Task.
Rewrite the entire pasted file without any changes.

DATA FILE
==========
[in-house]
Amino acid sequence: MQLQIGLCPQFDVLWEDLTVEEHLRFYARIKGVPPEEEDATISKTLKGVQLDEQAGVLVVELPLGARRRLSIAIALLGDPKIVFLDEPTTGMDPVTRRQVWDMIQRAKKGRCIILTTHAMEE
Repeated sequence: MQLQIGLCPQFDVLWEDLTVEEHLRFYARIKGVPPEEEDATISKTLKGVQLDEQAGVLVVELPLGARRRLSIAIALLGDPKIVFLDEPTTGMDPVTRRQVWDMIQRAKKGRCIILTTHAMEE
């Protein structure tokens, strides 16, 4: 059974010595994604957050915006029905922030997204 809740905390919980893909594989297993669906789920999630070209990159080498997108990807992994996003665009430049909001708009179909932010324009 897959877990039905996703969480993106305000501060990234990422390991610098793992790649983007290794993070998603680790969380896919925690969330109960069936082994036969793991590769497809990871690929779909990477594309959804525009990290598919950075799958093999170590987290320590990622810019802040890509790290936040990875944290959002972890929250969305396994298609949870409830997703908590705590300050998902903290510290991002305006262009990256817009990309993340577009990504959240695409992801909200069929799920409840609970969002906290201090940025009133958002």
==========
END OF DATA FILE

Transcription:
[in-house]
Amino acid sequence: MQLQIGLCPQFDVLWEDLTVEEHLRFYARIKGVPPEEEDATISKTLKGVQLDEQAGVLVVELPLGARRRLSIAIALLGDPKIVFLDEPTTGMDPVTRRQVWDMIQRAKKGRCIILTTHAMEE
Repeated sequence: MQLQIGLCPQFDVLWEDLTVEEHLRFYARIKGVPPEEEDATISKTLKGVQLDEQAGVLVVELPLGARRRLSIAIALLGDPKIVFLDEPTTGMDPVTRRQVWDMIQRAKKGRCIILTTHAMEE
């Protein structure tokens, strides 16, 4: 059974010595994604957050915006029905922030997204 809740905390919980893909594989297993669906789920999630070209990159080498997108990807992994996003665009430049909001708009179909932010324009 897959877990039905996703969480993106305000501060990234990422390991610098793992790649983007290794993070998603680790969380896919925690969330109960069936082994036969793991590769497809990871690929779909990477594309959804525009990290598919950075799958093999170590987290320590990622810019802040890509790290936040990875944290959002972890929250969305396994298609949870409830997703908590705590300050998902903290510290991002305006262009990256817009990309993340577009990504959240695409992801909200069929799920409840609970969002906290201090940025009133958002």